For the 2019 season, ECOSS reached 621 community members of diverse communities to raise awareness of Trailhead Direct. From that outreach, 145 people participated in ECOSS-led hikes! Youth, adults and seniors alike enjoyed the mountains, from strolls through Cougar Mountain to summiting the locally-famous Mailbox Peak.

Despite King County’s increased effort to advertise Trailhead Direct on common public transit options, most community hikers had never heard of the service. 76% of community hikers did not know about Trailhead Direct before ECOSS’ outreach. Many that did know were through previous ECOSS outreach. This was also reflected in communities’ feedback to King County.

 

“Let more people know about the services because I didn’t know we have this service until I went on this trip.” – Vietnamese community hiker

“Get information to minority communities.” – East African community hiker

This represents yet untapped potential for public transit to connect people and nature. Many community hikers with ECOSS were not just using Trailhead Direct for the first time, but also hiking for the first time. Community members cited barriers to participation such as knowledge of trails and knowledge of transportation options (especially for those without cars). But after overcoming those barriers, the benefits are vast, not just to health, but also to perspective:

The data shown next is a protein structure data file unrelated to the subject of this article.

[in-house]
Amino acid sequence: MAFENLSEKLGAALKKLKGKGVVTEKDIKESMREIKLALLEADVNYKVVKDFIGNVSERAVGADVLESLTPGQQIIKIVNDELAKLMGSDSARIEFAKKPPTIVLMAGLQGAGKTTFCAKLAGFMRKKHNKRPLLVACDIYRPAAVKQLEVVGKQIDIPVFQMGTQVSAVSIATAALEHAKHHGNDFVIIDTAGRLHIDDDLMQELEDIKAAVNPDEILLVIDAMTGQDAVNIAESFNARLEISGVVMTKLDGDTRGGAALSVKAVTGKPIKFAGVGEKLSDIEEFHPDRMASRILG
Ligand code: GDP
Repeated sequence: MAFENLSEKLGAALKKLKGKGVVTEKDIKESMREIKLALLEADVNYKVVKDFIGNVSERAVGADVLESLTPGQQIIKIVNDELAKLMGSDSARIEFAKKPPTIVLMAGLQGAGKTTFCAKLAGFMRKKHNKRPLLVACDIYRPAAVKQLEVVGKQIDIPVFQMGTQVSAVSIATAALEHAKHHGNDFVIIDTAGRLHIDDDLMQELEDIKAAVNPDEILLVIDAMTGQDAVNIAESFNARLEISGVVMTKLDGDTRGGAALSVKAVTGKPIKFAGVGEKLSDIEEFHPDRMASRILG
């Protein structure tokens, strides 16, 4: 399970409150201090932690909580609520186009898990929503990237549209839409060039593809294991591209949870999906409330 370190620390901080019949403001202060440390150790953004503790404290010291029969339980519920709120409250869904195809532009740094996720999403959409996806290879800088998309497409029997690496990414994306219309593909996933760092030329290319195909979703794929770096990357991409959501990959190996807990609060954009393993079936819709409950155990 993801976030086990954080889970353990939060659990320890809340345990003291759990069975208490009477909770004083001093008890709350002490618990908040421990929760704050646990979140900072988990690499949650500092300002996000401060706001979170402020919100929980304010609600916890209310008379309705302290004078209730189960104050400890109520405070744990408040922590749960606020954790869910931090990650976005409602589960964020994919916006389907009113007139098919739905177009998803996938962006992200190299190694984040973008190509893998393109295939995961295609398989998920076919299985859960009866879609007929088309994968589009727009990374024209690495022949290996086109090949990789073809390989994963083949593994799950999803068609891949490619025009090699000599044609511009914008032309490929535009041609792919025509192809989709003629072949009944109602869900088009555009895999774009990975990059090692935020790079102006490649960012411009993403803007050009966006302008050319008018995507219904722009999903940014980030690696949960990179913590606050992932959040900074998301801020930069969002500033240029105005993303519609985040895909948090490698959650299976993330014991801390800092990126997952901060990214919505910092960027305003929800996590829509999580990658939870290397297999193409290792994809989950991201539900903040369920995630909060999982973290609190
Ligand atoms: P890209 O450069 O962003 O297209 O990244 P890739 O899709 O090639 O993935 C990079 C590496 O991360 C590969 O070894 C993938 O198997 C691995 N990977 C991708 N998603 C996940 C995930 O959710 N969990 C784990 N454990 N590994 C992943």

“I participated for the first time in a hiking activity organized by Trailhead Direct and ECOSS last summer.  As a Latino immigrant man, I never had anyone to introduce me or invite me to explore this wonderful physical, social and emotional activity. Meeting new people in such a healthy outdoor environment and being able to reach extraordinary views and be in direct contact with the abundant nature of PNW was profound to me. I cannot wait to continue this activity with friends and other members of my community. Thank you so much to the organizers, sponsors and to the public transportation system for letting me have this positive experience free of cost.” – J. Fernando Luna, Latinx community hiker